To develop technology that can deliver a smart city, collaboration between public and private sectors has been imperative. By working together through design and implementation, we have been able to ensure transparency of data and knowledge. Both public and private sectors can benefit from the data collected with the lessons learned and the knowledge gained capable of creating one strong, equally beneficial smart city.
However, arguably the biggest learning wasn’t about the technology that built a smart city but processes that surrounded its creation and implementation.
A smart city has thousands of moving parts; talkative bus stops; smart inhalers; community-sourced calendars, to name a few, yet with each component there is likely to be a different owner and therefore different contractual obligations. This underpins the importance of developing partnerships and working together to manage these projects in a coordinated manner to best achieve a common goal for the city. This is where the value lies.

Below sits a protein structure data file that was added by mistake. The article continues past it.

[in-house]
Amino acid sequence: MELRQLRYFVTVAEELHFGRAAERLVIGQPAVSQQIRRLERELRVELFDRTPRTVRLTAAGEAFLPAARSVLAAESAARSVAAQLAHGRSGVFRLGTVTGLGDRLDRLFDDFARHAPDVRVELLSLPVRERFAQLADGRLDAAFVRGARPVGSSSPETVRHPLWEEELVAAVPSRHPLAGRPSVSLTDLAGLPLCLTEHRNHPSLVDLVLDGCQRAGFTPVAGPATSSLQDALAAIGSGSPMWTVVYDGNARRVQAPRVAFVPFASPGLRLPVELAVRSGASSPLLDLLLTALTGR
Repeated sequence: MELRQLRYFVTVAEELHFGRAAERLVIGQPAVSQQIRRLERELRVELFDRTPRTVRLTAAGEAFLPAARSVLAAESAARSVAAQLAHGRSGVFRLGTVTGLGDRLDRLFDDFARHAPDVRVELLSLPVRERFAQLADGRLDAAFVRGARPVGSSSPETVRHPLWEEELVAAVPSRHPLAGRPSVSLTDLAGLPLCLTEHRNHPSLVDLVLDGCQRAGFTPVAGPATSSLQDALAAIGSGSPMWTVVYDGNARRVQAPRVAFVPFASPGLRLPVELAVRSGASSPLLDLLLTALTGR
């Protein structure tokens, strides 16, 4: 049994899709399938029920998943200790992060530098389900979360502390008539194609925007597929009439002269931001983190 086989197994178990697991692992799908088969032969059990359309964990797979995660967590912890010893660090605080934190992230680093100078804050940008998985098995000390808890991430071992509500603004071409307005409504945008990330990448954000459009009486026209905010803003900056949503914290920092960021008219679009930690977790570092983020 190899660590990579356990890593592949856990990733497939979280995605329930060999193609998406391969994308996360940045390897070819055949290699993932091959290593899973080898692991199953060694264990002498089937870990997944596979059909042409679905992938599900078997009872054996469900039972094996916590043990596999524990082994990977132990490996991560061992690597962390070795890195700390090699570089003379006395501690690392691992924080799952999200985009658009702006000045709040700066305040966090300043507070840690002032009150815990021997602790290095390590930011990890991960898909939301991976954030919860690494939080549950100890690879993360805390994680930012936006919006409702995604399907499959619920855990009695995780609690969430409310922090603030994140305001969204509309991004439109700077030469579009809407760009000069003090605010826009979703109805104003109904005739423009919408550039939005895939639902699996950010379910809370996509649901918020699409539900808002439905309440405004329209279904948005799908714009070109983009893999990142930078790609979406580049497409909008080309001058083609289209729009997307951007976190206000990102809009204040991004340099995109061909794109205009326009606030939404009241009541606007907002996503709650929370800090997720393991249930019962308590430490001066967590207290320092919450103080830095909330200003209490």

The CityVerve project has brought together talented organisations in sectors ranging from healthcare, to art and the environment. In communicating the challenges faced within each sector, we have been able to offer a truly citizen-centric approach and have understood the importance of collaboration in ensuring not one aspect of Manchester is isolated. Ultimately, we are better together.
Mark Duncan is Strategic Lead – Resources & Programmes, Manchester City Council and CityVerve.